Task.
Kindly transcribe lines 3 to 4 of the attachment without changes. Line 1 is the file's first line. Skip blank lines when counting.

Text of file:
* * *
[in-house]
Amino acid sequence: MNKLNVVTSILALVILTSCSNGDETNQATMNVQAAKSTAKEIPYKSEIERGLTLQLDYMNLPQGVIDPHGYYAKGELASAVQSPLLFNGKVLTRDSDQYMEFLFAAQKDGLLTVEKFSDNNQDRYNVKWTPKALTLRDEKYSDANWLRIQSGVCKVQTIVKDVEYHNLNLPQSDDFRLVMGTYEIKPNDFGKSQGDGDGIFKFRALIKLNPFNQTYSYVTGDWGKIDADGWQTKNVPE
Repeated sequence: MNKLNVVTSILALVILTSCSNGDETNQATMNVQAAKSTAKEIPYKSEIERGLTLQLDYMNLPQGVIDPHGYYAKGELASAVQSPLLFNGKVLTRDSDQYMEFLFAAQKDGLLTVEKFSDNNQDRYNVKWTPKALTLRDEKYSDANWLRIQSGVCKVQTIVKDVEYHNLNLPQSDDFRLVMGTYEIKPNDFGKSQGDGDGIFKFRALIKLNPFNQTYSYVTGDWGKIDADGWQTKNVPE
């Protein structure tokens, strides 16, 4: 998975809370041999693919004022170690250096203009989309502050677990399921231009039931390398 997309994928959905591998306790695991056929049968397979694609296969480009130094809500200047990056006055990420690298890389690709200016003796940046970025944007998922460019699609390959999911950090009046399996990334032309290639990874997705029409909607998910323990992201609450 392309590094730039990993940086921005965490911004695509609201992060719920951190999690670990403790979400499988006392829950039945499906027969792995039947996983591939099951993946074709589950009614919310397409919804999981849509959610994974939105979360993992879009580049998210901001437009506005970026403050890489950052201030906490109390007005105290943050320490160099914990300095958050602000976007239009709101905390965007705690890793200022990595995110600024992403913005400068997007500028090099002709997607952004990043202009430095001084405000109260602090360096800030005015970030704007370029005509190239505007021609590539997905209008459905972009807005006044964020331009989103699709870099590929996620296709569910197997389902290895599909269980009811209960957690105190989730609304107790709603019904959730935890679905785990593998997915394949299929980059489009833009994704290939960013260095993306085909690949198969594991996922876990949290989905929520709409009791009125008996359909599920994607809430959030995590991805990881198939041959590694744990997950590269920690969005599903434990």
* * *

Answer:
Repeated sequence: MNKLNVVTSILALVILTSCSNGDETNQATMNVQAAKSTAKEIPYKSEIERGLTLQLDYMNLPQGVIDPHGYYAKGELASAVQSPLLFNGKVLTRDSDQYMEFLFAAQKDGLLTVEKFSDNNQDRYNVKWTPKALTLRDEKYSDANWLRIQSGVCKVQTIVKDVEYHNLNLPQSDDFRLVMGTYEIKPNDFGKSQGDGDGIFKFRALIKLNPFNQTYSYVTGDWGKIDADGWQTKNVPE
């Protein structure tokens, strides 16, 4: 998975809370041999693919004022170690250096203009989309502050677990399921231009039931390398 997309994928959905591998306790695991056929049968397979694609296969480009130094809500200047990056006055990420690298890389690709200016003796940046970025944007998922460019699609390959999911950090009046399996990334032309290639990874997705029409909607998910323990992201609450 392309590094730039990993940086921005965490911004695509609201992060719920951190999690670990403790979400499988006392829950039945499906027969792995039947996983591939099951993946074709589950009614919310397409919804999981849509959610994974939105979360993992879009580049998210901001437009506005970026403050890489950052201030906490109390007005105290943050320490160099914990300095958050602000976007239009709101905390965007705690890793200022990595995110600024992403913005400068997007500028090099002709997607952004990043202009430095001084405000109260602090360096800030005015970030704007370029005509190239505007021609590539997905209008459905972009807005006044964020331009989103699709870099590929996620296709569910197997389902290895599909269980009811209960957690105190989730609304107790709603019904959730935890679905785990593998997915394949299929980059489009833009994704290939960013260095993306085909690949198969594991996922876990949290989905929520709409009791009125008996359909599920994607809430959030995590991805990881198939041959590694744990997950590269920690969005599903434990």